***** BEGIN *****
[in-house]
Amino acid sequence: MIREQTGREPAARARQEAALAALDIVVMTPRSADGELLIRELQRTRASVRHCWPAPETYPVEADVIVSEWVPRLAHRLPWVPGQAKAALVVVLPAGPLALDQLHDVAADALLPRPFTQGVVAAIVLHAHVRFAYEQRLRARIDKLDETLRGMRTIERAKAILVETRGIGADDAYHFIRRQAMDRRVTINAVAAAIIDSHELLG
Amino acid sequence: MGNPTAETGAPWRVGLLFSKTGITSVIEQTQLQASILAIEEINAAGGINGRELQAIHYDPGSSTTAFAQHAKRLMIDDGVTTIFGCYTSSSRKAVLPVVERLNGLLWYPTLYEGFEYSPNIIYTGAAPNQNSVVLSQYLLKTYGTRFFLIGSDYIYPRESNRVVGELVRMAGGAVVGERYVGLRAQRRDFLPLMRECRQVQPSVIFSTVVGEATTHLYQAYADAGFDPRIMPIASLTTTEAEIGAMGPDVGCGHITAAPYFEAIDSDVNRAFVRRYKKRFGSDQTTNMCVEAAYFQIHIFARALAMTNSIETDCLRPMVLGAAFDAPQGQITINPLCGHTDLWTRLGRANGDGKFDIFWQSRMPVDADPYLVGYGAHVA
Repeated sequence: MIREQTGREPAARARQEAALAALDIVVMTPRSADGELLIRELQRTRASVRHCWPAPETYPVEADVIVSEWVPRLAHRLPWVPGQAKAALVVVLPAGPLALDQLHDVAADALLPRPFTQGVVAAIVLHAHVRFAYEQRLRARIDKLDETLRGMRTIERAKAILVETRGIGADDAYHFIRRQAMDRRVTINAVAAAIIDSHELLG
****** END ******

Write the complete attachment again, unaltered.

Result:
[in-house]
Amino acid sequence: MIREQTGREPAARARQEAALAALDIVVMTPRSADGELLIRELQRTRASVRHCWPAPETYPVEADVIVSEWVPRLAHRLPWVPGQAKAALVVVLPAGPLALDQLHDVAADALLPRPFTQGVVAAIVLHAHVRFAYEQRLRARIDKLDETLRGMRTIERAKAILVETRGIGADDAYHFIRRQAMDRRVTINAVAAAIIDSHELLG
Amino acid sequence: MGNPTAETGAPWRVGLLFSKTGITSVIEQTQLQASILAIEEINAAGGINGRELQAIHYDPGSSTTAFAQHAKRLMIDDGVTTIFGCYTSSSRKAVLPVVERLNGLLWYPTLYEGFEYSPNIIYTGAAPNQNSVVLSQYLLKTYGTRFFLIGSDYIYPRESNRVVGELVRMAGGAVVGERYVGLRAQRRDFLPLMRECRQVQPSVIFSTVVGEATTHLYQAYADAGFDPRIMPIASLTTTEAEIGAMGPDVGCGHITAAPYFEAIDSDVNRAFVRRYKKRFGSDQTTNMCVEAAYFQIHIFARALAMTNSIETDCLRPMVLGAAFDAPQGQITINPLCGHTDLWTRLGRANGDGKFDIFWQSRMPVDADPYLVGYGAHVA
Repeated sequence: MIREQTGREPAARARQEAALAALDIVVMTPRSADGELLIRELQRTRASVRHCWPAPETYPVEADVIVSEWVPRLAHRLPWVPGQAKAALVVVLPAGPLALDQLHDVAADALLPRPFTQGVVAAIVLHAHVRFAYEQRLRARIDKLDETLRGMRTIERAKAILVETRGIGADDAYHFIRRQAMDRRVTINAVAAAIIDSHELLG